In March 2012, I was the first Australian to paddle into Mavericks Left in California which is traditionally known as a Right hander. The Left Hander at Mavericks is really heavy – the take off is a vertical free fall into a nasty slab barrel. I wiped out on a monster wave and tumbled down, it drained all of my energy and I didn’t know which way was up.

The water is so cold and the waves are so powerful, one mistake and the wave eats you for breakfast, and next thing you know, you’re washing in towards the rocks. I rode my 10’2” (3m) Al Merrick quad fin surfboard dubbed the “Magic Carpet”. The wave is crazy, I’ve never had my 10’2″ surfboard free falling on the take off on my backhand like I did today. It was just me, a handful of great local surfers and a couple of seals, classic day.

I scored some big waves at Albatross in July 2012. I’ve been waiting months for the Southern Ocean to come alive, this might prove to be the Swell of the Year. When I saw the weather charts, I was prepared for the biggest and best day of the year in Australian waters. I had to jump off a cliff to get out to the waves, and paddle about 2 kilometres out to sea against crazy rip current – it’s a total adventure. Albatross is a challenging wave, you’re so far out to sea and there is nothing to line up on or get your bearings, just the waves. It took me over two hours to catch my first wave, but it was well worth the wait – that was the wave of my winter so far. These waves have been entered into the Australian Big Wave Awards for 2012/2013.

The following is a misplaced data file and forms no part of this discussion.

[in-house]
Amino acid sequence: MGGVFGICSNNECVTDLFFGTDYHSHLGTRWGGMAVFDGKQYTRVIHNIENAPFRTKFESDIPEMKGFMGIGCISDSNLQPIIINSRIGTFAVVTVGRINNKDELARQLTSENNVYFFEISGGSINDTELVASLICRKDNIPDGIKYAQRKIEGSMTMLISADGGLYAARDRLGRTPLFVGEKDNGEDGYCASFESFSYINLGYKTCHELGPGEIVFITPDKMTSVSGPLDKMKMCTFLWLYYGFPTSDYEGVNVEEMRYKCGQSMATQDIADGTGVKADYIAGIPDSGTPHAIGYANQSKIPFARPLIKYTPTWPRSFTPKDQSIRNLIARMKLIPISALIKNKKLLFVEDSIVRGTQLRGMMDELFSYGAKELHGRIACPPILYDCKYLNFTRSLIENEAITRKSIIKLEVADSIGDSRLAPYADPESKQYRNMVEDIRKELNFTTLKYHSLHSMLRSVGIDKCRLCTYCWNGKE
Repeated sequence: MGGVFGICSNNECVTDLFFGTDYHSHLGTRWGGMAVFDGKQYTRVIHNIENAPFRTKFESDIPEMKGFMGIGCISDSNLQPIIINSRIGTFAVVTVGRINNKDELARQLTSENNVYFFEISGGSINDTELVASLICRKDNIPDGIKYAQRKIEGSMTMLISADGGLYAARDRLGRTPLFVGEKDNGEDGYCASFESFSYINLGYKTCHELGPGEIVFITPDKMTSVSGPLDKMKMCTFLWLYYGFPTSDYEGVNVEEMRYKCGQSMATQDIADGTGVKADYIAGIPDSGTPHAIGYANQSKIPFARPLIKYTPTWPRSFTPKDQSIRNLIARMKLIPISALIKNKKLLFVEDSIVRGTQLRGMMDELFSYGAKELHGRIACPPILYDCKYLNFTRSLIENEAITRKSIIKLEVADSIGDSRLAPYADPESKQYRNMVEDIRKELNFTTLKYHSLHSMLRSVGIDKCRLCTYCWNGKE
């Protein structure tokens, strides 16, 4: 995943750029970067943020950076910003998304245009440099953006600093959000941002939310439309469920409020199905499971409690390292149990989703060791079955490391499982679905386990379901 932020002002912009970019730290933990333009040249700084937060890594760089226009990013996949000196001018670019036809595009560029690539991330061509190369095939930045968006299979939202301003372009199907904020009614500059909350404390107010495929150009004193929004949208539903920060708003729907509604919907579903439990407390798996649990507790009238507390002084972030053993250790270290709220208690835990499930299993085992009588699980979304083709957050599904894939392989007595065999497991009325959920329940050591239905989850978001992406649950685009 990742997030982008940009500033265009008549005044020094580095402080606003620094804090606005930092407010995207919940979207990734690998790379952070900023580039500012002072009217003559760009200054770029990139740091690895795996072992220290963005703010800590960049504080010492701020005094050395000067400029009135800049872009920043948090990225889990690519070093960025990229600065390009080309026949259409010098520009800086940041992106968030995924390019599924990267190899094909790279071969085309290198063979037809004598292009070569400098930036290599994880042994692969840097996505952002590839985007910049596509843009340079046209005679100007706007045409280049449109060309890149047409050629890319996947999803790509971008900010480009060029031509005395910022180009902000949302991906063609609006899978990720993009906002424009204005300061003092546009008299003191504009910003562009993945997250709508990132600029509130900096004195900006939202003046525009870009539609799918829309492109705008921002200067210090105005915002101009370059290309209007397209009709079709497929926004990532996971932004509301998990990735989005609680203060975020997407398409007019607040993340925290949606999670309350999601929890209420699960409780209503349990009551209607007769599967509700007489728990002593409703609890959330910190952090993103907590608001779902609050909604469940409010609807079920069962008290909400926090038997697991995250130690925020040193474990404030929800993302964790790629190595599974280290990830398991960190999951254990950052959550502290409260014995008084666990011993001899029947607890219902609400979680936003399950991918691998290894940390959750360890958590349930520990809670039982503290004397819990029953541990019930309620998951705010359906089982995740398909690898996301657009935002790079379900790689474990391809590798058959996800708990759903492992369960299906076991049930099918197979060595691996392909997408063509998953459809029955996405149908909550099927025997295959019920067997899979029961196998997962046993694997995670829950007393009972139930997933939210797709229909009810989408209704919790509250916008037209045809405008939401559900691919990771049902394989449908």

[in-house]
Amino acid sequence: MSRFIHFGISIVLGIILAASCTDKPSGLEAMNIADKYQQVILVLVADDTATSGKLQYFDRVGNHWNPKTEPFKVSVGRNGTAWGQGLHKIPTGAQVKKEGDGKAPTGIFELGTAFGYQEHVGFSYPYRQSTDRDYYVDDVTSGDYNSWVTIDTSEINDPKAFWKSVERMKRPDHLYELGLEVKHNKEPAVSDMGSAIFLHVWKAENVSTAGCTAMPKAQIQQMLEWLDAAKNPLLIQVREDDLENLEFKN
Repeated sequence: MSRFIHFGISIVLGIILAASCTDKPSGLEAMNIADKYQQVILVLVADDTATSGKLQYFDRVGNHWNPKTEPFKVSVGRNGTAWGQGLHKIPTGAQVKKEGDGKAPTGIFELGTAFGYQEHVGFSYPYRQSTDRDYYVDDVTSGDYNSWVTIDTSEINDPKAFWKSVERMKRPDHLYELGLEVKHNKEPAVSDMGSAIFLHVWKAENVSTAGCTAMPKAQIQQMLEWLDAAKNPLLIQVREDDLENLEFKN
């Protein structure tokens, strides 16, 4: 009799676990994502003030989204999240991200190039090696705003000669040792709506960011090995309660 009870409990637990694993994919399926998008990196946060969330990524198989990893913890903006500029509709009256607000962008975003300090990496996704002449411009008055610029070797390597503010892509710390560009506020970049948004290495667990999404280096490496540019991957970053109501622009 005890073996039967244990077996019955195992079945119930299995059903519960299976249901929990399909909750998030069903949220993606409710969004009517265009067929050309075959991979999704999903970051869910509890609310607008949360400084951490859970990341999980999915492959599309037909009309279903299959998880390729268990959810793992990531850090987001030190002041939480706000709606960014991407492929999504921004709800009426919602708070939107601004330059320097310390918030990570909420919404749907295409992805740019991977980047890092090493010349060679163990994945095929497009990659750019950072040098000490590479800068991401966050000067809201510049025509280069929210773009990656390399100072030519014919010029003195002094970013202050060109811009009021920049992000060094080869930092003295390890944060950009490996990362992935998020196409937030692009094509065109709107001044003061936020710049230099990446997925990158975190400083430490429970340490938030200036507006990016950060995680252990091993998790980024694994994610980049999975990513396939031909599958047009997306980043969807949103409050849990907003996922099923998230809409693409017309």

So many exciting things, maybe I shouldn’t ask but what does the rest of 2012 and 2013 hold for you, any big events to watch out for?
We’re currently in the waiting period for the Big Wave World Tour event at Pico Alto in Peru, until 31 August 2012, so I’m really looking forward to competing in that event amongst the best big wave surfers in the world.
I’ve got my eye on the weather maps and waiting for a big swell to hit some of the big wave destinations in the world. This year, I’m completely focused on big-wave surfing. I want to be at all of the best locations in the world on the biggest days. I’m really looking forward to surfing Jaws 50% bigger, or twice the size of what we’ve tried to paddle into. So I’ve just got my head down – under water, in the pool, in the gym every day trying to get as strong and fit as I can, and increase my breath hold. I’m really looking forward to pushing it out there and being the best I can be.